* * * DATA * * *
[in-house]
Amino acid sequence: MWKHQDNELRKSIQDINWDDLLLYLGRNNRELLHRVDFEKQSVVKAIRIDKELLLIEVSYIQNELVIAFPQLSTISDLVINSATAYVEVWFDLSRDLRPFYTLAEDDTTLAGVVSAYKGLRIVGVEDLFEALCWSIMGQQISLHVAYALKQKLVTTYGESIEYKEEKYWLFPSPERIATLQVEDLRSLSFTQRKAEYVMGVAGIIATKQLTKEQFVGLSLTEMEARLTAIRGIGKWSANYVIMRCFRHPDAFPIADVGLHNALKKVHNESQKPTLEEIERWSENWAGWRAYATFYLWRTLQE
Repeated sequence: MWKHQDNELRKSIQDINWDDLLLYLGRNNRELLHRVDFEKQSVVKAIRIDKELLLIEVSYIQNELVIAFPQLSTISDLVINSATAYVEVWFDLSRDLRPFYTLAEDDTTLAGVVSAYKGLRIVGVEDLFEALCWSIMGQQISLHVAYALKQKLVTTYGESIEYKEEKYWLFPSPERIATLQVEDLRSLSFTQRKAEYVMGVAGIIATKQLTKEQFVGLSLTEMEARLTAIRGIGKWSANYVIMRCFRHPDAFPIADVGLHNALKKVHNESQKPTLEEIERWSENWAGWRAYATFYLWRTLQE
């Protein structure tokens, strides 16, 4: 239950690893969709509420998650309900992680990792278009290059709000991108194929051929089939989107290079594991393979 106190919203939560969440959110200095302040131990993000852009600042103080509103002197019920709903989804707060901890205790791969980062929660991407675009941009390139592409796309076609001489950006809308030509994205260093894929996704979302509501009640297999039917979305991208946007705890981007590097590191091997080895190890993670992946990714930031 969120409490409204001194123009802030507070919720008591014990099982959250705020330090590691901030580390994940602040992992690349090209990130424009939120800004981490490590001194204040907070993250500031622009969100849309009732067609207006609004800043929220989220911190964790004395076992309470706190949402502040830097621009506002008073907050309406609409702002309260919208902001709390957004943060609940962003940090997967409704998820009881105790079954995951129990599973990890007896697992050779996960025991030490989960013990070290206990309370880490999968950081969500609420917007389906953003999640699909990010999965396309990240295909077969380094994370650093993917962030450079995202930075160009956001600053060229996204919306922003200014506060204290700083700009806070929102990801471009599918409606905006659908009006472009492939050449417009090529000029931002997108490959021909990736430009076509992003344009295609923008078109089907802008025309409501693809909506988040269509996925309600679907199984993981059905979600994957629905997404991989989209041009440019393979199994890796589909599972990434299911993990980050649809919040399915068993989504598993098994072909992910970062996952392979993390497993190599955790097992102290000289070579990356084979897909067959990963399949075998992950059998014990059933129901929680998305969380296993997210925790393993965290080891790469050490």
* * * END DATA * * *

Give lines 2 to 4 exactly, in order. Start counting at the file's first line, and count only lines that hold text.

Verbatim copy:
Amino acid sequence: MWKHQDNELRKSIQDINWDDLLLYLGRNNRELLHRVDFEKQSVVKAIRIDKELLLIEVSYIQNELVIAFPQLSTISDLVINSATAYVEVWFDLSRDLRPFYTLAEDDTTLAGVVSAYKGLRIVGVEDLFEALCWSIMGQQISLHVAYALKQKLVTTYGESIEYKEEKYWLFPSPERIATLQVEDLRSLSFTQRKAEYVMGVAGIIATKQLTKEQFVGLSLTEMEARLTAIRGIGKWSANYVIMRCFRHPDAFPIADVGLHNALKKVHNESQKPTLEEIERWSENWAGWRAYATFYLWRTLQE
Repeated sequence: MWKHQDNELRKSIQDINWDDLLLYLGRNNRELLHRVDFEKQSVVKAIRIDKELLLIEVSYIQNELVIAFPQLSTISDLVINSATAYVEVWFDLSRDLRPFYTLAEDDTTLAGVVSAYKGLRIVGVEDLFEALCWSIMGQQISLHVAYALKQKLVTTYGESIEYKEEKYWLFPSPERIATLQVEDLRSLSFTQRKAEYVMGVAGIIATKQLTKEQFVGLSLTEMEARLTAIRGIGKWSANYVIMRCFRHPDAFPIADVGLHNALKKVHNESQKPTLEEIERWSENWAGWRAYATFYLWRTLQE
């Protein structure tokens, strides 16, 4: 239950690893969709509420998650309900992680990792278009290059709000991108194929051929089939989107290079594991393979 106190919203939560969440959110200095302040131990993000852009600042103080509103002197019920709903989804707060901890205790791969980062929660991407675009941009390139592409796309076609001489950006809308030509994205260093894929996704979302509501009640297999039917979305991208946007705890981007590097590191091997080895190890993670992946990714930031 969120409490409204001194123009802030507070919720008591014990099982959250705020330090590691901030580390994940602040992992690349090209990130424009939120800004981490490590001194204040907070993250500031622009969100849309009732067609207006609004800043929220989220911190964790004395076992309470706190949402502040830097621009506002008073907050309406609409702002309260919208902001709390957004943060609940962003940090997967409704998820009881105790079954995951129990599973990890007896697992050779996960025991030490989960013990070290206990309370880490999968950081969500609420917007389906953003999640699909990010999965396309990240295909077969380094994370650093993917962030450079995202930075160009956001600053060229996204919306922003200014506060204290700083700009806070929102990801471009599918409606905006659908009006472009492939050449417009090529000029931002997108490959021909990736430009076509992003344009295609923008078109089907802008025309409501693809909506988040269509996925309600679907199984993981059905979600994957629905997404991989989209041009440019393979199994890796589909599972990434299911993990980050649809919040399915068993989504598993098994072909992910970062996952392979993390497993190599955790097992102290000289070579990356084979897909067959990963399949075998992950059998014990059933129901929680998305969380296993997210925790393993965290080891790469050490």